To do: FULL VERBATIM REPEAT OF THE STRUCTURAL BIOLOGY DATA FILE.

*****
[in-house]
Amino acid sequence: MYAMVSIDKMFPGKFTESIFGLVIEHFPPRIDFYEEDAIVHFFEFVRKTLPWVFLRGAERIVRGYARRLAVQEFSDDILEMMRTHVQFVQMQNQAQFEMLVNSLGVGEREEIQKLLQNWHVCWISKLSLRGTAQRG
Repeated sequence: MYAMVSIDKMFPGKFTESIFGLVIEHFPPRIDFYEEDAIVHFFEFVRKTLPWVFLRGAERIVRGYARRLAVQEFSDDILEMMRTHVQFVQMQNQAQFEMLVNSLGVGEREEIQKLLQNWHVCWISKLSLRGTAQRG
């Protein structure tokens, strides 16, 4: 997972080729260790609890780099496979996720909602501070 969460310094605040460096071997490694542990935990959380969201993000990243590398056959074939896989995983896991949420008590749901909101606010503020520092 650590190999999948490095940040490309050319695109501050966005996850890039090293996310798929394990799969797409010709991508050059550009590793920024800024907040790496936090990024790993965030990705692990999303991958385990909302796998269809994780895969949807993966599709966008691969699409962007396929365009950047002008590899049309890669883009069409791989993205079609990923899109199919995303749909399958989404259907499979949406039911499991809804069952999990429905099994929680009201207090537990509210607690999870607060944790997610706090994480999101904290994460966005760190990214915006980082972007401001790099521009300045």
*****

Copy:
[in-house]
Amino acid sequence: MYAMVSIDKMFPGKFTESIFGLVIEHFPPRIDFYEEDAIVHFFEFVRKTLPWVFLRGAERIVRGYARRLAVQEFSDDILEMMRTHVQFVQMQNQAQFEMLVNSLGVGEREEIQKLLQNWHVCWISKLSLRGTAQRG
Repeated sequence: MYAMVSIDKMFPGKFTESIFGLVIEHFPPRIDFYEEDAIVHFFEFVRKTLPWVFLRGAERIVRGYARRLAVQEFSDDILEMMRTHVQFVQMQNQAQFEMLVNSLGVGEREEIQKLLQNWHVCWISKLSLRGTAQRG
């Protein structure tokens, strides 16, 4: 997972080729260790609890780099496979996720909602501070 969460310094605040460096071997490694542990935990959380969201993000990243590398056959074939896989995983896991949420008590749901909101606010503020520092 650590190999999948490095940040490309050319695109501050966005996850890039090293996310798929394990799969797409010709991508050059550009590793920024800024907040790496936090990024790993965030990705692990999303991958385990909302796998269809994780895969949807993966599709966008691969699409962007396929365009950047002008590899049309890669883009069409791989993205079609990923899109199919995303749909399958989404259907499979949406039911499991809804069952999990429905099994929680009201207090537990509210607690999870607060944790997610706090994480999101904290994460966005760190990214915006980082972007401001790099521009300045």